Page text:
p53 Overexpression in Oral Mucosa in Relation to Shisha Smoking in Syria and Lebanon

Document Type: Research Articles

Authors

1 Faculty of Dentistry, Al-Sham Private University, Damascus, Syria.

2 Department of Periodontology, Lebanese University, Lebanon.

3 Department of Oral Histology and Pathology, Faculty of Dentistry, Damascus University Damascus, Syria.

Abstract

Introduction: Shisha (waterpipe) smoking is becoming a very prevalent form of tobacco consumption in the Middle
east and use is growing over the world. Smoking-related malignancies have a high genome-wide burden of mutations,
including examples in the gene encoding p53. Aims: To investigate alterations in p53 immunohistochemical expression
in the normal, pre-malignant, malignant oral mucosa in relation to Shisha smoking habits. Materials and Methods:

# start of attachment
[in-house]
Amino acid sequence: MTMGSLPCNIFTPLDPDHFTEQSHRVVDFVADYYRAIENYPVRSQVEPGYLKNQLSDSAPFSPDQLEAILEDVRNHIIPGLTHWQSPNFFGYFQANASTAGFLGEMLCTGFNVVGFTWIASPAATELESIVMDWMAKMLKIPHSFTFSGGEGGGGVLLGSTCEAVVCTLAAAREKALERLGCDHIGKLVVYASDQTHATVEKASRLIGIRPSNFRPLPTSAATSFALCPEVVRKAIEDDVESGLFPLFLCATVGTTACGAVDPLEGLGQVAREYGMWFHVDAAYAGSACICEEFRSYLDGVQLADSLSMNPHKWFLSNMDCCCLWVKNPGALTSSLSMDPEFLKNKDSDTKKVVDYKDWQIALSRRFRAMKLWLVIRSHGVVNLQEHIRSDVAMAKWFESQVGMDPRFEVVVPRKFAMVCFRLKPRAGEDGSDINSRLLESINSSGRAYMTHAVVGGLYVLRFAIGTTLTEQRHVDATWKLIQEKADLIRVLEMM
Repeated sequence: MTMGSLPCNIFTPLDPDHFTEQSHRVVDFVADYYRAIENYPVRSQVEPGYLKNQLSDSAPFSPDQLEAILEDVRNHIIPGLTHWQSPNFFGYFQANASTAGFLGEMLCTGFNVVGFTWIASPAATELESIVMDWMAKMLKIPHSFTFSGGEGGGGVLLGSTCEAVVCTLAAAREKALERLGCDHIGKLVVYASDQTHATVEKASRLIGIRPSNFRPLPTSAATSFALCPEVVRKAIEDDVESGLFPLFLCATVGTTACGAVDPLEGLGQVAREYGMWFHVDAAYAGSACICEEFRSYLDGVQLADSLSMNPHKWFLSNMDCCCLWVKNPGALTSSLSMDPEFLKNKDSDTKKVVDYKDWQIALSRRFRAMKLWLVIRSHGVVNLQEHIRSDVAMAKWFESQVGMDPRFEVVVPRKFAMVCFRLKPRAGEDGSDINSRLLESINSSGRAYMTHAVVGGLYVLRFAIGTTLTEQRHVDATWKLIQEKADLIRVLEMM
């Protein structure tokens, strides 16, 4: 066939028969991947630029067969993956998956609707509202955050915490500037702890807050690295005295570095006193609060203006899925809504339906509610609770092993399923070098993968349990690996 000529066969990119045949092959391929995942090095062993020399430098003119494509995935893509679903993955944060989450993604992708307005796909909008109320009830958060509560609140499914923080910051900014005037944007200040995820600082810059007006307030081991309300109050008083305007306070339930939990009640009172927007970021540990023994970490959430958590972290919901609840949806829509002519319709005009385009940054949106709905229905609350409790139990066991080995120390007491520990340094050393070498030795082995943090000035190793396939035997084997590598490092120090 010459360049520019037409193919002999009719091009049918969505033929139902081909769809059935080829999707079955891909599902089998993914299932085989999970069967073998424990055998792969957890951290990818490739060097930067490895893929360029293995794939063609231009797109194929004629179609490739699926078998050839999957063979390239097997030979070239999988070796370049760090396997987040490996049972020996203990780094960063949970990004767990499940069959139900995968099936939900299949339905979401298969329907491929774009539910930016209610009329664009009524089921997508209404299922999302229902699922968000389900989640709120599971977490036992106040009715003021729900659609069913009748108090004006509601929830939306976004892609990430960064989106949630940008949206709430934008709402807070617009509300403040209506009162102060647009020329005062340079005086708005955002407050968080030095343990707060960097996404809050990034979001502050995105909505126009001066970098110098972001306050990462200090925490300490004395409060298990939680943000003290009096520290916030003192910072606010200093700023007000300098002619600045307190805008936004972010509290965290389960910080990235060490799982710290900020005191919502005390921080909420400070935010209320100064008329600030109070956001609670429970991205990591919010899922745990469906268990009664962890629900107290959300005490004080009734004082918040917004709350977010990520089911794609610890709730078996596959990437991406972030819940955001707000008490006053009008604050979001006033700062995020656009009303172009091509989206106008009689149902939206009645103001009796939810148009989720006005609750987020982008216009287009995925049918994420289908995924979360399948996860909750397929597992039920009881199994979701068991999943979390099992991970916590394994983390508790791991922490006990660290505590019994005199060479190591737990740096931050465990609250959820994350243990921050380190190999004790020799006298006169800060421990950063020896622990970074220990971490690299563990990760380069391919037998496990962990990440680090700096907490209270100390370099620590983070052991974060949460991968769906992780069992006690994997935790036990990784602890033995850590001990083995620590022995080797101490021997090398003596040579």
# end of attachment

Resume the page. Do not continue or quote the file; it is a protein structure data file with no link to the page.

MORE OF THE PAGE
A total of 105 paraffin embedded tissue sections of OSCCs (52 smokers,53 non-smokers), 96 of premalignant lesions
(48 smokers,48 non-smokers) and 60 normal oral mucosa. Some 30 patients with a history of Shisha smoking daily
for more than 5 years were also investigated for mutant expression of p53. Tissue samples were considered positive
for p53 staining when any positive cells of epithelial origin could be detected. Results: The majority (74.3%) of oral
squamous cell carcinomas showed positive staining for p53 expression (83.1% and 65.5% with Shisha smokers and
non-smokers, respectively). In the 96 premalignant lesions, about 23% from non-smokers and 41.7% from smokers
showed p53 positivity. In normal epithelium, P53 positive cells were noted in 6.6% of non-smokers and 16.6% of
smokers. Positive correlations with Shisha smoking were evident for the following groups: WDOSCC, MDOSCC,
mild dysplasia G1, moderate dysplasia G2 and in normal mucosa using Student’s t- test, P valueThese results strongly suggest that p53 mutations are associated with Shisha smoking in OSCC, pre-malignant lesions
and normal mucosa of the oral cavity.

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